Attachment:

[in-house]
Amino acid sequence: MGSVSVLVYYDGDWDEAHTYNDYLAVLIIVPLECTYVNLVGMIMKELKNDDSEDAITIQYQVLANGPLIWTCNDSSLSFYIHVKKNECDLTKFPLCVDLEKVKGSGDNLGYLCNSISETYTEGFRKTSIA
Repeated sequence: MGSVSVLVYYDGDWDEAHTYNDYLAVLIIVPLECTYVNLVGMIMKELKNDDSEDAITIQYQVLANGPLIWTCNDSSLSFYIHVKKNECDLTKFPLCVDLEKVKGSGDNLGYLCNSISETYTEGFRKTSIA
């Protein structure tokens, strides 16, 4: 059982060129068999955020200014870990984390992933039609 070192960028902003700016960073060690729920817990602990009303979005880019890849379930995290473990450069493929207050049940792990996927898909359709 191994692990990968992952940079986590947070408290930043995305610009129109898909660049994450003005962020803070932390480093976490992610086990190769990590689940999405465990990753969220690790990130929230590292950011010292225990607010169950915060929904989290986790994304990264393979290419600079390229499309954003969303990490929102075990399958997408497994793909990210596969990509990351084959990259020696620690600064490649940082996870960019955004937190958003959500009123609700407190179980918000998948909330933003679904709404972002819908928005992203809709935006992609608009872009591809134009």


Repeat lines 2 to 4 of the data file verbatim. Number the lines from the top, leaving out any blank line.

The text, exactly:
Amino acid sequence: MGSVSVLVYYDGDWDEAHTYNDYLAVLIIVPLECTYVNLVGMIMKELKNDDSEDAITIQYQVLANGPLIWTCNDSSLSFYIHVKKNECDLTKFPLCVDLEKVKGSGDNLGYLCNSISETYTEGFRKTSIA
Repeated sequence: MGSVSVLVYYDGDWDEAHTYNDYLAVLIIVPLECTYVNLVGMIMKELKNDDSEDAITIQYQVLANGPLIWTCNDSSLSFYIHVKKNECDLTKFPLCVDLEKVKGSGDNLGYLCNSISETYTEGFRKTSIA
């Protein structure tokens, strides 16, 4: 059982060129068999955020200014870990984390992933039609 070192960028902003700016960073060690729920817990602990009303979005880019890849379930995290473990450069493929207050049940792990996927898909359709 191994692990990968992952940079986590947070408290930043995305610009129109898909660049994450003005962020803070932390480093976490992610086990190769990590689940999405465990990753969220690790990130929230590292950011010292225990607010169950915060929904989290986790994304990264393979290419600079390229499309954003969303990490929102075990399958997408497994793909990210596969990509990351084959990259020696620690600064490649940082996870960019955004937190958003959500009123609700407190179980918000998948909330933003679904709404972002819908928005992203809709935006992609608009872009591809134009």